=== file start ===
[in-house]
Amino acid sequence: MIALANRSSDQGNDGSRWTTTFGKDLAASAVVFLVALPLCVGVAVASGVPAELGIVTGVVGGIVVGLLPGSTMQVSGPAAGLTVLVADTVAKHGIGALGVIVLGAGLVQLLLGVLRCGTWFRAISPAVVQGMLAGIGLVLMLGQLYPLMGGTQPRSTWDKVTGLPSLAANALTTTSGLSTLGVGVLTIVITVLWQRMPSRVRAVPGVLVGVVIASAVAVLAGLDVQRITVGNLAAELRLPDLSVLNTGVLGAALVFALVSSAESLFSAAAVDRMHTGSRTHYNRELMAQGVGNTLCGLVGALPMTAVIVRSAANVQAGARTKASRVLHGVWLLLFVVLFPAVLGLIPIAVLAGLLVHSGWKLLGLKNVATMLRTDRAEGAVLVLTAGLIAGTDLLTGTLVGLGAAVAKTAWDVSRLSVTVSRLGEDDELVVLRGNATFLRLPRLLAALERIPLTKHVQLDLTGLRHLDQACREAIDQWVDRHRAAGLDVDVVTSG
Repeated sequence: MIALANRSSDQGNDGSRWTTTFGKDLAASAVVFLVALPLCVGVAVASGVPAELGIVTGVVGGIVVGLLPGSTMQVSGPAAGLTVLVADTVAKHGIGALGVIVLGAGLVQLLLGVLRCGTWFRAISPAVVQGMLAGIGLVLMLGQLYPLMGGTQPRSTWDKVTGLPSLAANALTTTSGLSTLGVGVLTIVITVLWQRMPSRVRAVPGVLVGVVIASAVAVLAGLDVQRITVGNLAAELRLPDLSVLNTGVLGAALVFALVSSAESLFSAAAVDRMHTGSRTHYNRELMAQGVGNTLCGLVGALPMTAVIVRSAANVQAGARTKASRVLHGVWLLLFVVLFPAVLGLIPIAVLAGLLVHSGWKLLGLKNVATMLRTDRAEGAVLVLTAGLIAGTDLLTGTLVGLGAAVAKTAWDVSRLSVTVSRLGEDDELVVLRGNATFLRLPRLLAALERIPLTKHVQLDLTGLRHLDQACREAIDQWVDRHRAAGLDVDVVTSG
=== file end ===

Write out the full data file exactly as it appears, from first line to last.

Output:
[in-house]
Amino acid sequence: MIALANRSSDQGNDGSRWTTTFGKDLAASAVVFLVALPLCVGVAVASGVPAELGIVTGVVGGIVVGLLPGSTMQVSGPAAGLTVLVADTVAKHGIGALGVIVLGAGLVQLLLGVLRCGTWFRAISPAVVQGMLAGIGLVLMLGQLYPLMGGTQPRSTWDKVTGLPSLAANALTTTSGLSTLGVGVLTIVITVLWQRMPSRVRAVPGVLVGVVIASAVAVLAGLDVQRITVGNLAAELRLPDLSVLNTGVLGAALVFALVSSAESLFSAAAVDRMHTGSRTHYNRELMAQGVGNTLCGLVGALPMTAVIVRSAANVQAGARTKASRVLHGVWLLLFVVLFPAVLGLIPIAVLAGLLVHSGWKLLGLKNVATMLRTDRAEGAVLVLTAGLIAGTDLLTGTLVGLGAAVAKTAWDVSRLSVTVSRLGEDDELVVLRGNATFLRLPRLLAALERIPLTKHVQLDLTGLRHLDQACREAIDQWVDRHRAAGLDVDVVTSG
Repeated sequence: MIALANRSSDQGNDGSRWTTTFGKDLAASAVVFLVALPLCVGVAVASGVPAELGIVTGVVGGIVVGLLPGSTMQVSGPAAGLTVLVADTVAKHGIGALGVIVLGAGLVQLLLGVLRCGTWFRAISPAVVQGMLAGIGLVLMLGQLYPLMGGTQPRSTWDKVTGLPSLAANALTTTSGLSTLGVGVLTIVITVLWQRMPSRVRAVPGVLVGVVIASAVAVLAGLDVQRITVGNLAAELRLPDLSVLNTGVLGAALVFALVSSAESLFSAAAVDRMHTGSRTHYNRELMAQGVGNTLCGLVGALPMTAVIVRSAANVQAGARTKASRVLHGVWLLLFVVLFPAVLGLIPIAVLAGLLVHSGWKLLGLKNVATMLRTDRAEGAVLVLTAGLIAGTDLLTGTLVGLGAAVAKTAWDVSRLSVTVSRLGEDDELVVLRGNATFLRLPRLLAALERIPLTKHVQLDLTGLRHLDQACREAIDQWVDRHRAAGLDVDVVTSG